DT 26963 – Big Dave's Crossword Blog
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DT 26963

Daily Telegraph Cryptic No 26963

Hints and tips by scchua

+ – + – + – + – + – + – + – +

BD Rating – Difficulty **Enjoyment ***

I rate this about 1.5 for difficulty, and a 2.5 for enjoyment.  The clues were not that difficult, and there were some nice surfaces too, eg. 17d and 25a.  Thanks to setter.

At the request of our sponsor, I’m changing my spots, well half of them today, for a start.  So it’s RIP to the style in the Across clues below (apparently some perceived it as near rocket science and/or written in a foreign language and/or outside their comfort zones and/or not chatty and/or too detailed and/or whatever).  And hello to a more conformist style a la the Down clues below.  Please comment, but, in order that I may respond intelligently, please be as specific as you can.

As usual, definitions are underlined in the clues, and clicking between the curly brackets brings up the answers (bold font) or bits of the answers (regular font).


1a    Helicopter ejecting hotel inspector, for example (6)

{COPPER} : Informal term for a Helicopter,{chopper} minus(ejecting) “h”,represented by “hotel ” in the phonetic alphabet.

Answer: An example of which is an inspector.

5a    Restricted dealing in trade covering source of oil (8)

{RATIONED} : Anagram of(dealing) “in tradecontaining(covering) initial letter(source) of “oil“.

9a    Symbols of authority priest understands (6,7)

{FATHER FIGURES} : Padre,priest,{father} + works out,understands,{figures}.

10a    Practical people mostly relax welcoming top celebs (8)

{REALISTS} : To take it easy,relax,{rest} minus its last letter(mostly) containing(welcoming) the roster of top celebs,{a-list}

11a    City dweller getting personal in match (6)

{TOWNIE} : Descriptive of what belongs to one,personal,{own} contained in(getting … in) a game, match,{tie}.

Answer: A rather derogatory term used by country folk.

12a    A power unit rejected by old capital city (6)

{OTTAWA} : Reversal of(rejected) [A + a unit of measure of power,{watt}] placed after(by) abbrev. for old.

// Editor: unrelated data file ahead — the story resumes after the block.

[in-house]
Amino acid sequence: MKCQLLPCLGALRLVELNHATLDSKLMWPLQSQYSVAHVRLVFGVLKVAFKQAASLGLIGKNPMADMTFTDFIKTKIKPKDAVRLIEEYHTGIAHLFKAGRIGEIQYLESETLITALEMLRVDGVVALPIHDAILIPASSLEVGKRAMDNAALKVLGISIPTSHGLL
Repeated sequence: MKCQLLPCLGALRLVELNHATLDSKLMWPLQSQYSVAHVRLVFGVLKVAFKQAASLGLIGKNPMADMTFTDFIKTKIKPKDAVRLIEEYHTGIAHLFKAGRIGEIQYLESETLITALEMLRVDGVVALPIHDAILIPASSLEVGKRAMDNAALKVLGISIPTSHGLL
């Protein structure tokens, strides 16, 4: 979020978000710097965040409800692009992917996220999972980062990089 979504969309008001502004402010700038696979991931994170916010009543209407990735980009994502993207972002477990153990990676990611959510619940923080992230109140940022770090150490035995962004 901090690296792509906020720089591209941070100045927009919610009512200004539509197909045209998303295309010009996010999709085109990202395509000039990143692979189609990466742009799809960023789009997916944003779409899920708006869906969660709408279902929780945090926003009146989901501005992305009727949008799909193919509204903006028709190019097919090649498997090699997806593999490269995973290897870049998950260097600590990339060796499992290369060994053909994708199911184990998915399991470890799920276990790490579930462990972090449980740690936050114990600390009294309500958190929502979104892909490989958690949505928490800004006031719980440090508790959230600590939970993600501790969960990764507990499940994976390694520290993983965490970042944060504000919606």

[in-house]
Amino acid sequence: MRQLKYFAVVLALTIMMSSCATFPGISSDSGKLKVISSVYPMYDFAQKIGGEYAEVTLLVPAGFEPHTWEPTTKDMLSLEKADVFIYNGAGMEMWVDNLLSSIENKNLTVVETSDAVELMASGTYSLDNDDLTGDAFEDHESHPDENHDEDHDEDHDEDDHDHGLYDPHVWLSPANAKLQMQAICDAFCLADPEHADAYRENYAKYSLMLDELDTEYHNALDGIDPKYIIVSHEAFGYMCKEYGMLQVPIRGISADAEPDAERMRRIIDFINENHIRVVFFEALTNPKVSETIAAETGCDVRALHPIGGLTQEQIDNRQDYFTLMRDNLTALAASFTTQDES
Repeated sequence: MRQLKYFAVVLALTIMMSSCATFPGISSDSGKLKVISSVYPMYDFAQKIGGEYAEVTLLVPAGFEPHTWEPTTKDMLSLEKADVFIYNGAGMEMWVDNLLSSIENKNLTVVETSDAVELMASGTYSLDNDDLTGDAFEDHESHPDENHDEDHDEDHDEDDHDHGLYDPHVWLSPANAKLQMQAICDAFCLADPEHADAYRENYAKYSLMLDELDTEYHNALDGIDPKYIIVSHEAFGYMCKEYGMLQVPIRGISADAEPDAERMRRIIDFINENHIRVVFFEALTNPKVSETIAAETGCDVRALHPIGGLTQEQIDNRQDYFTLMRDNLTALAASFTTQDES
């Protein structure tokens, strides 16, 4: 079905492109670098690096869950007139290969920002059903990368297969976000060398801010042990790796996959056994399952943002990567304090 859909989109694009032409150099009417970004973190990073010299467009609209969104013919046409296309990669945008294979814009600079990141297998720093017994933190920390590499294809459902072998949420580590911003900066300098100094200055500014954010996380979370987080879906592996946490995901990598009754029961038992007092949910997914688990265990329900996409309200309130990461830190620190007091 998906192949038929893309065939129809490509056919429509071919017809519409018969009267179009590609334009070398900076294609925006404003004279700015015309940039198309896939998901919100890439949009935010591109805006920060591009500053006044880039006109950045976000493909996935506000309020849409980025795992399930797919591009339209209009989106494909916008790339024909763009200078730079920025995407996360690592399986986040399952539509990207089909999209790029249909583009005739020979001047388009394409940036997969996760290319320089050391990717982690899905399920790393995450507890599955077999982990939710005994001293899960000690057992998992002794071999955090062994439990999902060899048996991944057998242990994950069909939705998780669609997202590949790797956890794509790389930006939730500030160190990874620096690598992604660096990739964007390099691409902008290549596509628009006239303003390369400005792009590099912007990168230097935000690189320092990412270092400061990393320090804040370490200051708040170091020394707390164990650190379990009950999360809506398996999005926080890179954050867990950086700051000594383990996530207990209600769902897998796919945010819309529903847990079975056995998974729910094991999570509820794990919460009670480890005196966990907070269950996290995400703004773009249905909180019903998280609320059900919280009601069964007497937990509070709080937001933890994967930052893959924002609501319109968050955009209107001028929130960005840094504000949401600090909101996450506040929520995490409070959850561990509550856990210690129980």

14a    Good man! Steak and French tart (8)

{STRUMPET} : Abbrev. for a religiously Good man,{st} + a particular cut of Steak,{rump} + French for and,{et}.

Answer: A person, not a pudding.

16a    Militant craftsman confronted by pressure (8)

{PARTISAN}: craftsman,{artisan} placed after(confronted by) symbol in physics for pressure,{p}.

Answer: As a noun.

19a    Energy retained in using oddly natural talent (6)

{GENIUS} : Symbol in physics for Energy,{e} contained in(retained in) anagram of(oddly) “using“.

21a    Gems thrown out by last one standing (6)

{STONES} : Hidden in(thrown out by) “last one standing“.


23a    Fishwives? Maybe! (8)

{MERMAIDS} : Cryptic defn: wives of Fish-men, tails and all.

25a    Polite and direct person such as Brunel? (5,8)

{CIVIL ENGINEER} : Polite,{civil} plus(and) to manipulate,direct,{engineer}.

Answer: An exampleof which,such as, was the Englishman Isambard Kingdom Brunel.

26a    Fine source of water, I say (4,4)

{WELL WELL} : In conjunction with good,Fine,{well} + a source of water,{well}.

Answer: A double-barrelled expression.

27a    Understand boy is making progress (4,2)

{GETS ON} : To grasp the meaning,Understand,{get} + a boy,{son}.


2d    Unusual round after start (7)

{OFFBEAT} : The round that a policeman walks placed after part of what a commentator would say at the start, of eg. a race.

3d    A bit of flower power — and other things (5)

{PETAL} : Symbol in physics for power + Latin for “and other (things)”.

4d    Short tea breaks initially satisfied current controllers (9)

{RHEOSTATS} : Anagram of(breaks) “Short tea “+ initial letter of(initially) “satisfied “.

5d    Declines employment opportunities ultimately given to football official (7)

{REFUSES} : employment opportunities placed after short form of a football official, the one who blows.

6d    Tourist attraction with time for son to get drunk (5)

{TIGHT} : A Tourist attraction, something to look at, with the abbrev. for time, replacing the abbrev. for son in the word.

7d    People rowing creating chaos in a newsroom (9)

{OARSWOMEN} : Anagram of(creating chaos) “a newsroom “. Another hint (and excuse me, those who’ve heard this before): Heard in a recent TV presenter’s commentary of a medal ceremony: “Ah, isn’t that nice, the wife of the IOC president is hugging the cox of the British crew.”

8d    Facilities in empty European train? (2,5)

{EN SUITE} :  “European” without its inside letters(empty) + a train of followers.  This was my last one to be parsed, even though I got the answer early on.  Got stuck by being fixed on “train” as the kind you travel in.